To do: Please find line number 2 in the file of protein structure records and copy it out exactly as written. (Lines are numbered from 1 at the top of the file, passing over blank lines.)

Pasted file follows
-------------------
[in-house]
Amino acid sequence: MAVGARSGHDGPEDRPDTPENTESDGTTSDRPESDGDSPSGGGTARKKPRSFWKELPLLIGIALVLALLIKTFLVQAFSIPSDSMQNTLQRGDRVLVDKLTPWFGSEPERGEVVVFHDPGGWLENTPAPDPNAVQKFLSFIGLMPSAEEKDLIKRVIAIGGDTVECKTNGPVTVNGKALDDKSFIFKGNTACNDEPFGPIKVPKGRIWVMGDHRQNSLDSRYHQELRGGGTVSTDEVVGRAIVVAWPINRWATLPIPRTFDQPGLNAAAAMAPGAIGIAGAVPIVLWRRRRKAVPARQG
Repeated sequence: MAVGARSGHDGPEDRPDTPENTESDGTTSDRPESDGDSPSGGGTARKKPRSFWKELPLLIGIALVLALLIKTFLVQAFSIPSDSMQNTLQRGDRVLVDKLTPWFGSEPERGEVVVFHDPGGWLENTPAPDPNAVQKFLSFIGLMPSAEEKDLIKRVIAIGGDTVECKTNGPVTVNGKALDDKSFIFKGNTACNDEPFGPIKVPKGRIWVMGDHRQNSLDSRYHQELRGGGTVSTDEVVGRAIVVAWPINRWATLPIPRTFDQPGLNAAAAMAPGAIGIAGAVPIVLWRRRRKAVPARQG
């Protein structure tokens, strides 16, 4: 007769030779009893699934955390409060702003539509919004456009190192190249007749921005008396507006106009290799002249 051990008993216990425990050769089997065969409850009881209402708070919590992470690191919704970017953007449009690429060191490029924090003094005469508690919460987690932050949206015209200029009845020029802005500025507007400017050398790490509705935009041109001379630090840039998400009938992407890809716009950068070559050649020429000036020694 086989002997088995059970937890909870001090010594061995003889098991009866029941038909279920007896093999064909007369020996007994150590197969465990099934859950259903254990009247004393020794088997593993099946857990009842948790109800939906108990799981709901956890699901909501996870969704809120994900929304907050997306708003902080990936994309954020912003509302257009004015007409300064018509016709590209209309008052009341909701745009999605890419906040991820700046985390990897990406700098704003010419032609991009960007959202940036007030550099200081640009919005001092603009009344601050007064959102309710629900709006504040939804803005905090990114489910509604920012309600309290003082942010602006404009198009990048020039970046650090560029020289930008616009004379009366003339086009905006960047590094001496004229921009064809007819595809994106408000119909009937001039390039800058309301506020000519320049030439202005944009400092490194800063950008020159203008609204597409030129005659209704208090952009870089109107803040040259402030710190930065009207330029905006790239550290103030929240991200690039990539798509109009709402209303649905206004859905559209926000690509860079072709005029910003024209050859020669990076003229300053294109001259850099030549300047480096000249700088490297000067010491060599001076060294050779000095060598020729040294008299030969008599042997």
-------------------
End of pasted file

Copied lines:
Amino acid sequence: MAVGARSGHDGPEDRPDTPENTESDGTTSDRPESDGDSPSGGGTARKKPRSFWKELPLLIGIALVLALLIKTFLVQAFSIPSDSMQNTLQRGDRVLVDKLTPWFGSEPERGEVVVFHDPGGWLENTPAPDPNAVQKFLSFIGLMPSAEEKDLIKRVIAIGGDTVECKTNGPVTVNGKALDDKSFIFKGNTACNDEPFGPIKVPKGRIWVMGDHRQNSLDSRYHQELRGGGTVSTDEVVGRAIVVAWPINRWATLPIPRTFDQPGLNAAAAMAPGAIGIAGAVPIVLWRRRRKAVPARQG